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My 3000L non-Mbuna tank



The 3000L from above, as my photo camera can't capture the whole tank at once when I'm standing right in front of it.

With a view of giving my Malawi Haps the room they need to thrive and show more natural behavior, I built a 3000L (800G) show tank. An article of how I built this plywood monster is also online. But regrettably (or not?) it will be the biggest tank in my house for only one year, as an even larger 4000L (1060G) will be built in my new kitchen. The main purpose of building this 3000L aquarium, is to experiment with some pond techniques and learn about water dynamics. This will ensure that the future 4000L aquarium will be running smoothly from day one.


If my Aristochromis christyi could speak: "Oooooh darling, look what a room!!!!!! 3000L!! Lovely!!!!!"

With a floor space of 2.9m² or 31 square feet it's not easy to create a natural look with normal rocks. Big and hefty rocks have to be used to mimic the habitats of Lake Malawi. The largest stones that I used weigh up to 80Kg/176pound and they have to be handled with uttermost care, both for not damaging your back and also the tank. As they are square and can be bought in different sizes, concrete chimney elements can be used to build large caves. They're ideal for this job and can be carefully hidden behind the rocks. There they also can serve as support to stack rocks higher up to the water surface. As substrate I used the one and only material: sand! About 200Kg of ordinary construction sand is carefully washed to prevent cloudiness. 


Rocks!!! BTW try to find the Nimbochromis livingstonii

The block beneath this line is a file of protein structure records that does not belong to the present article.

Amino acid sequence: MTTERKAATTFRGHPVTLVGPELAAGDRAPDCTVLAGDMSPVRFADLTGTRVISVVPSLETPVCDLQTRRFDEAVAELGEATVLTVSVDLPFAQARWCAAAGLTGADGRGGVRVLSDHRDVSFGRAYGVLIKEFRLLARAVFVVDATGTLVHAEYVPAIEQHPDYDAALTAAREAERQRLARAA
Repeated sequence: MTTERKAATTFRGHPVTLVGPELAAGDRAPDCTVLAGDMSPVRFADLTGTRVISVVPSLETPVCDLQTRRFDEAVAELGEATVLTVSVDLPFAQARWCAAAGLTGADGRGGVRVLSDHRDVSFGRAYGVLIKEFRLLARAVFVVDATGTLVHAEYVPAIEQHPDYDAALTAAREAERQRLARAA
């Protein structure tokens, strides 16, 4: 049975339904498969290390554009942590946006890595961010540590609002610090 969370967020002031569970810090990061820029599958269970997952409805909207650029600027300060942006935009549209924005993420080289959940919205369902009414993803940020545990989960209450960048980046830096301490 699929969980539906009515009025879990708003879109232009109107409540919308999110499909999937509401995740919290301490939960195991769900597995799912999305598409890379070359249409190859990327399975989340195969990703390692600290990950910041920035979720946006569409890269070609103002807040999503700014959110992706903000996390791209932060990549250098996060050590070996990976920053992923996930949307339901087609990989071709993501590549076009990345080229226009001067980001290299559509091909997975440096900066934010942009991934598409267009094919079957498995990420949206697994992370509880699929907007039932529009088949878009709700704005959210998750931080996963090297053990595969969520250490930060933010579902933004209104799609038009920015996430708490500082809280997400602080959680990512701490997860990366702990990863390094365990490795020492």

The cichlids can hide in the large rock section and roam around on a wide sand area.

How did the fish feel about this increased space? When I moved my cichlids from my old 1000L to this one it took about a week for them to feel at home as it was a complete new setup of rocks and sand. Now all cichlids feel at home and at least 5 of them defend a territory. 2 of 5 Copadichromis azureus "Nkhomo reef" have a nest under a rock. A Fossorochromis rostratus has a nest on the right side of the tank near the window. The Protomelas spilonotus "Tanzania" keeps his territory behind and above a large rock. Coincidence or not, but a month after they got into their new home, my Aristochromis christyi and Placidochromis phenochilus "Tanzania" also bred for the first time. All in all it makes me consider of keeping only smaller species in the future. My observations show that they (Copadichromis, Aulonocara, Otopharynx) benefit best from the extra room. The larger species like Fossorochromis rostratus only start to feel at home in this tank, and they should be kept in tank of at least 15000L to 30000L to be done justice. Remember that they have 2.5m nests in the Lake! 


Like all other inhabitants, the Copadichromis azureus feels quite happy in his new tank. Look how he uses the sand  to make a nest.


The 2 males with full dominant colors and separate territories!!! The piles of sand each mark the left and right edges of both nests.


The peaceful Placidochromis phenochilus "Tanzania" in the new aquarium.

This tank is thoroughly filtered with a sump and trickle filter. The sump is fed by a PVC siphon which is 75mm in diameter and that starts in the left corner near the bottom. This is the most efficient way to remove the debris as it floats near the bottom. After passing the first settle compartment, the water flows through a mechanical/biological filter to end up in the heating/pump chamber. A 5000L/h pump pushes the water through a 32mm pond hose that feeds a spray bar in the trickle filter. The water returns through a 75mm PVC drain back into the right side of the tank.


The sump: notice the different water level in the pump and filter compartment.


The 75mm siphon brings the water of the tank into the sump. You can see the current in the sponge filter compartment.


The trickle filter.


The DIY spray bar in the trickle filter. You can see the quantity of the holes needed to let the 5000L/h pass.


One of the 2 splash protected fluorescent lamps that are placed right above the water surface.

Is this project finished? Not yet! I'm planning to grow plants in the trickle filter, as they consume the excess in nitrogen elements that are bad for the cichlids. I'm also going to install HQL lamps for a better lightning and also for an increased growth of the plants that I mentioned above. This hobby just never ends...
   

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